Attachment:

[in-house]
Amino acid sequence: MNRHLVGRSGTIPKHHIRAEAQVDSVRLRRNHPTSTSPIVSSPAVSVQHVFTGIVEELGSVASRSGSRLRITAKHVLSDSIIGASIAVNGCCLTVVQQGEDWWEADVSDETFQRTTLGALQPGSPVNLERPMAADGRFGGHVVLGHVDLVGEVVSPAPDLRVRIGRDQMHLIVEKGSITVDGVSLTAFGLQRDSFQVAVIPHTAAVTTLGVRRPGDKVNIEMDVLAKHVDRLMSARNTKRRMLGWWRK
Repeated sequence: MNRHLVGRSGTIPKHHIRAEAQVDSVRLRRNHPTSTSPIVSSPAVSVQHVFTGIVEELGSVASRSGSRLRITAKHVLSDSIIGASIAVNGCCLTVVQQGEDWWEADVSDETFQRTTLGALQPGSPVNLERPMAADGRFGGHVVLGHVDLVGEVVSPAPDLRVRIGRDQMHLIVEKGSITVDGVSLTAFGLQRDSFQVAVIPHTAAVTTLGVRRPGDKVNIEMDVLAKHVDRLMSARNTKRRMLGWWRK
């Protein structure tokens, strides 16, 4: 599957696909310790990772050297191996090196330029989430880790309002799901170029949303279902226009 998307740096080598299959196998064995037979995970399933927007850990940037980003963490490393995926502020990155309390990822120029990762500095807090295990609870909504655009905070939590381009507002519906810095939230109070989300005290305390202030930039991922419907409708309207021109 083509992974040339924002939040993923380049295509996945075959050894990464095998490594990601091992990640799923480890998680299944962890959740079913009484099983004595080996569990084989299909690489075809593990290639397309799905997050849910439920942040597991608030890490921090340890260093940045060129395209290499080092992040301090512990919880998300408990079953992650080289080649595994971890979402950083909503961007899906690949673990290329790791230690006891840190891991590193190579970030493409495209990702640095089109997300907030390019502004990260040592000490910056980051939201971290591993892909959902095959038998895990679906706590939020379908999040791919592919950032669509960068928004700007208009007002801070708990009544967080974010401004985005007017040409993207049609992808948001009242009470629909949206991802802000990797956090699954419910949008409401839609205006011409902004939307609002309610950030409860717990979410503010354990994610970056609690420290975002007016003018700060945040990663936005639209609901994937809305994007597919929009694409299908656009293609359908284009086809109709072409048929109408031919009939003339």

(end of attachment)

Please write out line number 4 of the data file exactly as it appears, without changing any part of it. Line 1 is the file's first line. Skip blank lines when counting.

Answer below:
């Protein structure tokens, strides 16, 4: 599957696909310790990772050297191996090196330029989430880790309002799901170029949303279902226009 998307740096080598299959196998064995037979995970399933927007850990940037980003963490490393995926502020990155309390990822120029990762500095807090295990609870909504655009905070939590381009507002519906810095939230109070989300005290305390202030930039991922419907409708309207021109 083509992974040339924002939040993923380049295509996945075959050894990464095998490594990601091992990640799923480890998680299944962890959740079913009484099983004595080996569990084989299909690489075809593990290639397309799905997050849910439920942040597991608030890490921090340890260093940045060129395209290499080092992040301090512990919880998300408990079953992650080289080649595994971890979402950083909503961007899906690949673990290329790791230690006891840190891991590193190579970030493409495209990702640095089109997300907030390019502004990260040592000490910056980051939201971290591993892909959902095959038998895990679906706590939020379908999040791919592919950032669509960068928004700007208009007002801070708990009544967080974010401004985005007017040409993207049609992808948001009242009470629909949206991802802000990797956090699954419910949008409401839609205006011409902004939307609002309610950030409860717990979410503010354990994610970056609690420290975002007016003018700060945040990663936005639209609901994937809305994007597919929009694409299908656009293609359908284009086809109709072409048929109408031919009939003339």